The Life Alert is only about $30.00 a month and very well worth it. My MIL had one and they were very prompt to call any time she used it. We now have her in an ALF so she no longer needs it. Being an only child makes it harder on you but do not hesitate to get the help your dad needs....you will not regret it. MIL did not want to leave her home but it was no longer safe for her to be alone. She mis-medicated herself on a regular basis and also has dementia. We had to make the decision to move her in with us until I was no longer capable of taking care of her progressive needs. She and we are healthier and happier with her in AL even though her initial response was to pout and act like we were doing her wrong she now loves where she is and is actually making friends and participating in daily activities. God bless you and good luck with your dad.
Helpful Answer (2)
Report

I am in a similar situation. I have my Mom at home with an alarm system that allows me to see her on video via computer, includes the panic necklace and home is wired to notify police, fire, emts if needed. They had the alarm system. I upgraded it. Costs us about $50/mo for all that, but I hear commericals for store bought ones now, that do all the same, without that huge intial set up fee. Wireless, hooks into internet service. My parents were not on line, but I set it up through their cable company and it helps me as I have internet then when I am at their place helping. Also, I would suggest looking at the free elderly programs in your Dad's community. Most towns have a 'council on aging' or such organization. The one in Tucson, does free repairs, mows the lawn, washes windows, hauls away junk, delivers fresh produce and more to my Mom...and of course, each thing scheduled involves someone 'checking on her' too. They have no charges, but do accept donations. Does he cook for himself still? Perhaps Meals on Wheels is another option, generally has no charge and delivers a daily hot meal with a couple snacks for other times. They also 'check in' and visit a little when they deliver. I also have phone numbers for police (do do welfare checks) and all friends, neighbors that I could call on if I needed someone to stop by relatively quickly. I made up a 'resource' binder for my parents early on, with dividers and sections for phone # of agencies/friends, doctors, neighbors and then, since I have POA and pay bills, all the contact info for all their regular bills, insurance company, repair and maintenance people. When they have MD app'ts, I fax mine and their questions and concerns to the doctor's office the day before the app't and with some doctor's they actually phone me during the app't and talk to both the parent and I about the app't at the same time. A couple docs, have even given me their email address or phone #, so I can text info to them. We had a caregiver for Dad before he was placed in a dementia unit. We started at 4 hrs/day 3 days/week and expanded as needed. Most agencies in Tucson, required a minimum of 4 hrs at a time and a minimum 2 or 3 days/week. But there are also private people. We have an eldercare attorney and a contract with the agency, so a case manager through the law office. Parents had the money for it and it's been a godsend back up for me as far as good advice, and someone to call on when I am not there. Hope there's some kind of helpful idea here for you!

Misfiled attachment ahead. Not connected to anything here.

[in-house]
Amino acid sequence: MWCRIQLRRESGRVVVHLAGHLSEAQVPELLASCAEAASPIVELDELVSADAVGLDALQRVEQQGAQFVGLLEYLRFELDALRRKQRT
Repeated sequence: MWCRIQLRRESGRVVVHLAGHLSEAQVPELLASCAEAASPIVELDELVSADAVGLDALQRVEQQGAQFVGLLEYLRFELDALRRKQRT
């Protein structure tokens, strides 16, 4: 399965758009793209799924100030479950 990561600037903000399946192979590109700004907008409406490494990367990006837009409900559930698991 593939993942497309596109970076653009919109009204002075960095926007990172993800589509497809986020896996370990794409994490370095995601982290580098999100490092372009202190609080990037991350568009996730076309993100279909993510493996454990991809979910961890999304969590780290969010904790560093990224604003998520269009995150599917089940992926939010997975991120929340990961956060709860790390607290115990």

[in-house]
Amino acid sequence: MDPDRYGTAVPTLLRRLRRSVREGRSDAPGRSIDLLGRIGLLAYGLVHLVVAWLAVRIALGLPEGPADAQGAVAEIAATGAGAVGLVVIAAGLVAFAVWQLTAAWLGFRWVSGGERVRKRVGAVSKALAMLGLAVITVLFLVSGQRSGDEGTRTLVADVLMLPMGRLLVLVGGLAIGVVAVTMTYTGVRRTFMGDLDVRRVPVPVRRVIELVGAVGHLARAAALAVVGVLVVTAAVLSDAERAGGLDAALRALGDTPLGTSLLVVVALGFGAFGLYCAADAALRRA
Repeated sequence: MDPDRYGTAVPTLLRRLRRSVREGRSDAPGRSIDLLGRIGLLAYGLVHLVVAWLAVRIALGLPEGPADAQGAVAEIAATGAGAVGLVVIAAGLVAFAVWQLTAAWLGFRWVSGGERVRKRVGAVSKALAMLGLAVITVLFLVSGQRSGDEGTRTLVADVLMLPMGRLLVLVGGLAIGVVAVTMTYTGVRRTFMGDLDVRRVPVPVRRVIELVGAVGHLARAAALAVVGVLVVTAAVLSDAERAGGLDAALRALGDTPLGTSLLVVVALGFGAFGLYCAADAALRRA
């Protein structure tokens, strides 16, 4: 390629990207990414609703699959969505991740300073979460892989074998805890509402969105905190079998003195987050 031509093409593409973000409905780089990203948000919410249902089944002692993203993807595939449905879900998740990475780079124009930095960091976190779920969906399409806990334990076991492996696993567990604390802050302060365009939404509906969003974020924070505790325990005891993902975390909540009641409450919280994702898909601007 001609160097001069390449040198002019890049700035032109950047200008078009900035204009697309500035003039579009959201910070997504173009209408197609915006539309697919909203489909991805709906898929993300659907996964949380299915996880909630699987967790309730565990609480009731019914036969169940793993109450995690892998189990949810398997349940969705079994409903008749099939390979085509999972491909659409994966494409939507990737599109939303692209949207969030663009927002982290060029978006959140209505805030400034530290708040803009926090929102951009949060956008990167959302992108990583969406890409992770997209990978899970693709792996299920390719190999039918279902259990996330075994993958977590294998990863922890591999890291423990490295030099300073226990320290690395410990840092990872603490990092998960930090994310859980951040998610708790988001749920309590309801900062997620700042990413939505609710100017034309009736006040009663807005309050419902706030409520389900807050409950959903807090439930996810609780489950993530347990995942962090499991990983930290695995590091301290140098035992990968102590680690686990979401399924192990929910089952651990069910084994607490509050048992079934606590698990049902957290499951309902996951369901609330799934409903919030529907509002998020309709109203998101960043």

Helpful Answer (4)
Report

If money is an issue, I should mention that I'm pretty sure you have to pay a monthly fee for the Life Alert. I did have a relation using it but I kind of think that's why she got rid of it.
Helpful Answer (0)
Report

My best advice is to get a lawyer - file for guardianship of him and get him in the place he needs to be for his and your best interest. Yes - it will probably be approx. 1500-3000 dollars to pay lawyer fees for this but you will have peace of mind in that he is safe and well cared for 24/7. I also am an only child and had to make the decisions you are now making. It is so difficult to do on your own! Best of luck and many, many hugs!
Helpful Answer (5)
Report

You said he can only afford about 6 hours a day of assistance. Get it! Decide which 6 hours are the most convenient for your dad, which 6 hours he would need the most help, and hire someone. Some people hire someone for the morning (8a-2p) to help get someone up and dressed and fed for the day. Or maybe later hours would benefit him more. Find out about this neighbor, when is this person around? Can his sister look in on him on a regular basis (and when I say "look in" I mean "look in", not care for)? Can a niece or nephew look in on him on a certain day at a certain time? If you can get this care coordinated with people stopping in to check in on him plus the 6 hours a day maybe you can get your dad covered for quite a bit of most days.

Get him a life alert necklace. The newer, fancy ones have a sensor that senses when a person goes down but I've seen them malfunction and would suggest a run of the mill button that your dad would wear around his neck and press if he falls.

You're not all alone. Ask for help. The sister. The nieces and nephews. Call a nursing agency. The neighbor. You just have to get organized and see what you have to work with. Good luck!
Helpful Answer (6)
Report

This question has been closed for answers. Ask a New Question.